The second strategical axe is about changing the legal and regulatory framework to enable the flourishing of truly sustainable businesses. In this area, recently there have been major improvements in terms of recognition of the value of SE and the need to improve legal frameworks. It took over a decade of structured dialogue with governments and major international organizations to achieve this. The bottom-up Social Economy Task Force of the United Nations was officially set up in 2013, brings together SE organizations, social entrepreneurship organizations, UN national agencies and international institutions (such as ILO & OECD). The work of this Task force and the strong commitment of some governments led to the UN resolution on social and solidarity economy. At EU level, in the last 20 years or so, many active working groups were set-up with various EU institutions such as: GECES (the Social Economy Expert Group of the European Commission), the Civil Society Liaison Group of the European Economic and Social Committee, as well as the Social Economy Intergroup of the European Parliament for which SEE runs the secretariat. SEE has actively participated in all of these working groups, as well as maintained strong links with the Monitoring Committee of the Luxembourg Declaration which was set-up at the 2015 SE event in the frame of the Luxembourg presidency of the EU. This is a group of States that commit to supporting the SE ecosystem within the EU and their countries. All these participated to the development of the European Social Economy Action Plan (SEAP) which was adopted in 2021 to set guiding lines for the development of the SE ecosystem over a 10 years span. One of the latest outcomes of this workplan is the political agreement on the EC recommendation to Council on developing social economy framework conditions. SEE was a strong actor of the outline of the SEAP and it continues to be a driving force of its implementation.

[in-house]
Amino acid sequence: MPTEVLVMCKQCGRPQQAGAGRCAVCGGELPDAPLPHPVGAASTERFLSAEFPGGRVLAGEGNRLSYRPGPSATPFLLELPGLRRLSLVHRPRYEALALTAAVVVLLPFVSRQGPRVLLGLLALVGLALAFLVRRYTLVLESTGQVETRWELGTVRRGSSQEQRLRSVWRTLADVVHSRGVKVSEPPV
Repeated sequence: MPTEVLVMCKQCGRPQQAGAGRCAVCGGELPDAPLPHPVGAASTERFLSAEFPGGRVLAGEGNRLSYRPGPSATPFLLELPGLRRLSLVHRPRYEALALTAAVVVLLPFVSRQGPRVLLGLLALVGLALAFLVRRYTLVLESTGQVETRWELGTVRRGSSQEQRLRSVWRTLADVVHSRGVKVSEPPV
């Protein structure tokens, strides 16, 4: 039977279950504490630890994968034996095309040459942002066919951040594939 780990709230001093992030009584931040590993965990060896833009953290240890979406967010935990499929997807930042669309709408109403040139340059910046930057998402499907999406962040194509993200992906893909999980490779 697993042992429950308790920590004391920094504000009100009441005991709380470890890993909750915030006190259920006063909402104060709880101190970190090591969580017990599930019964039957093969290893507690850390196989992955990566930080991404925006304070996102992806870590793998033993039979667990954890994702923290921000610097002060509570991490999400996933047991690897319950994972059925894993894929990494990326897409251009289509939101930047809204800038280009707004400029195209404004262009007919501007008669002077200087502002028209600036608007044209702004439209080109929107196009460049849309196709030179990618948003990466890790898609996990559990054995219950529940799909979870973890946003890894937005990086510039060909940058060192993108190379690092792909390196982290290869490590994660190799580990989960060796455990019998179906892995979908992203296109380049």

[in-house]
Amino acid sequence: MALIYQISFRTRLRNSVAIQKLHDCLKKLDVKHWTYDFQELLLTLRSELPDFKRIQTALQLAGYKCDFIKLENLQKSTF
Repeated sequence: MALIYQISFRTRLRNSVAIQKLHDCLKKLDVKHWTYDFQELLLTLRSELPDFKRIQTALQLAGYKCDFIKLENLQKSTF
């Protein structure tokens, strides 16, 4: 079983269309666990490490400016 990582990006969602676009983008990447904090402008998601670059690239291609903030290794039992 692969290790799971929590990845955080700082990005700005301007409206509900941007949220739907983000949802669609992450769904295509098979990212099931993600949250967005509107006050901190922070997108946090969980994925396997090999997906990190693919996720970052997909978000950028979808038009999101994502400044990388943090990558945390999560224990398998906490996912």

Now that SE is in the spotlight and benefits from strong recognition by many institutions, it is time to translate these political intentions into concrete actions. SEE, together with its members and partners, is pushing governments and institutions to commit to their promises and all the network is there to support these actions through exchange of experience, knowledge and implementation of concrete action. For instance, at EU level, SEE is coordinating together with Euricse the Large-scale Skills Partnership (LSP) for the “proximity and social economy ecosystem” (the 14th industrial ecosystem of the EU). Within this frame (and other projects) the objective is to identify educational, training and skills needs of SE actors in order to pursue the fair twin transition (green and digital). In the coming years SEE will focus on capacity building of the SE ecosystem and the unravelling of the political commitment of member states and international organizations.
To learn more about what is cooking in the SE world, and the state of the art of all these policies and actions, SEE is organizing together with the Spanish Government (in the frame of the EU Presidency) a conference entitled “Social Economy: People, Planet, Action” in San Sebastian November 13 and 14. For those who cannot make it, don’t miss the next SE conference that will be organized under the Belgian Presidency of the EU, February 12 & 13 in Liège (Belgium).